“In the ‘80s and ‘90s, I’d compare D.C. to a modern-day cowboy movie,” Paul Jones said. “If you walked down the street and you walked into somebody and you didn’t know them, there was a good chance that they were going to start going for their gun.”
Jones is President of the Columbia Heights Tenants Association and has lived in the neighborhood since 1985. He’s seen the neighborhood grow and change in many ways, but even in the midst of this year’s series of shootings, he says that a violent crime wave is nothing new.
The crack epidemic, the completion of the metro and the tensions of gentrification contributed to crime back in the ‘80s and ‘90s, Jones said. Today, crime is different in Columbia Heights, but it’s still a part of everyday life for many.
A new grassroots initiative hopes to change that. The Public Safety Coalition for Ward 1, launched by Bob Schlehuber and Calvin Jackson, aims to build connections between organizations that would not otherwise interact and give residents greater access to the full scope of resources in their community. Through monthly meetings, canvassing days and community events, the Coalition will serve as a platform for these Ward 1 organizations to collaborate towards solving community problems.
Schlehuber said that a resident interacts with their community in many ways: they may ride the train to school; stop by their doctor after class; go to work afterwards and then pick up something from a store on the way home. The Coalition would connect these health, educational, business and other resources for the wellbeing of the community.
“Students, young people and adults throughout their day go to all of these different organizations in a community,” Schlehuber said. “But those organizations themselves aren’t communicating and necessarily talking together about how they are collectively creating a safe and equitable community.”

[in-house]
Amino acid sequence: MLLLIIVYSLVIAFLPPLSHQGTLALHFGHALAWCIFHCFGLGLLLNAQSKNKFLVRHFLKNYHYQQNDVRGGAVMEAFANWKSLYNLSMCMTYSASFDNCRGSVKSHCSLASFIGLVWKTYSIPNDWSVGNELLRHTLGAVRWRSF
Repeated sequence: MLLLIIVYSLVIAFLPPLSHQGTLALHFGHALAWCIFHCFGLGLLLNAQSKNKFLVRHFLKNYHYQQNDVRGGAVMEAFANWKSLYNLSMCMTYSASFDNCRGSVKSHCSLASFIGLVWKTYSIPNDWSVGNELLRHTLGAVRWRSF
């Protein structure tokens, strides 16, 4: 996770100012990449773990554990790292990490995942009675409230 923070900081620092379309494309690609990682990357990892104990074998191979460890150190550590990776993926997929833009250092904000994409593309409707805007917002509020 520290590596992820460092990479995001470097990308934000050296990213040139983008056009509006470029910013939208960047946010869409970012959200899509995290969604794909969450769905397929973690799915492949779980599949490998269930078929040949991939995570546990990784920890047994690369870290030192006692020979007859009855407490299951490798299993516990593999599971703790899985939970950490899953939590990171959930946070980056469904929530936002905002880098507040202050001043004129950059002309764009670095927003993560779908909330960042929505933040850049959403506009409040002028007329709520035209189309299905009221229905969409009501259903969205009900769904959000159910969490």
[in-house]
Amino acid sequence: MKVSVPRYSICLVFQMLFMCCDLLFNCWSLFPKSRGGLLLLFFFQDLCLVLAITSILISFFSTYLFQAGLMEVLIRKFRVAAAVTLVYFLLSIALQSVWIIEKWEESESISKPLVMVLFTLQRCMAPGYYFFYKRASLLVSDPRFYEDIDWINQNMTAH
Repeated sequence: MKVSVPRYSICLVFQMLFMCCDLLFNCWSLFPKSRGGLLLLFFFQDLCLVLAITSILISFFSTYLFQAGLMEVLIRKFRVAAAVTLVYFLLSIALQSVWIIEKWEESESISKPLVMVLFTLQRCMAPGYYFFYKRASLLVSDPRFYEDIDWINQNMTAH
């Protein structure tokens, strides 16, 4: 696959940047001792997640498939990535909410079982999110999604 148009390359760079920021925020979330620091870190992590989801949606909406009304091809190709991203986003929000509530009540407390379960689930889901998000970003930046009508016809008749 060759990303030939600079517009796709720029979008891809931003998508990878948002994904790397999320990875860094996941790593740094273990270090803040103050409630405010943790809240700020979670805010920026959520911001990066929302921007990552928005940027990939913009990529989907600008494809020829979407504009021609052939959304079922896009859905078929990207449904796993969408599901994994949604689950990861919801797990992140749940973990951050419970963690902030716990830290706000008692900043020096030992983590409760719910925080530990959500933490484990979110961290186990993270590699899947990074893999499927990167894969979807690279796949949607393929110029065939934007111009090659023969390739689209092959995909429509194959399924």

The Coalition got its start after Schlehuber and a group of local organizers took inspiration from the principles and the public health approach to violent crime behind the Neighborhood Engagement Achieves Results (NEAR) Act.
The recent shootings, many of which have involved young people, are one example of how the community could step in to be proactive against violence, Schlehuber said.
“As a community, we clearly have more than enough resources,” he said. “How do we better start targeting those resources to those who are most vulnerable and those who are most close to violent crime happening?”
In the future, the Coalition also hopes to help empower community members by building a tool or database with phone numbers for different services that would otherwise be 911 calls. The numbers would range from youth homeless hotlines to crisis hotlines and would serve as alternatives to calling the police.
Today, though crime is different in Columbia Heights than it was 30-40 years ago, Jones is hopeful that the Public Safety Coalition for Ward 1 will help.
“I think it’s great that we have open dialogue on whatever the subject matter might be, and sometimes that’s a great start to find out where we are,” Jones said.
Jared Hart, who moved to Columbia Heights about a year ago, is just looking for simple fixes to his public safety concerns. Well-lit streets, he said, are one of the things that make him feel safe here in Columbia Heights.
“It’s just disconcerting sometimes, walking alone at night,” Hart said.
The Public Safety Coalition for Ward 1 will hold its first event, a luncheon, on Dec. 1, in Columbia Heights Village.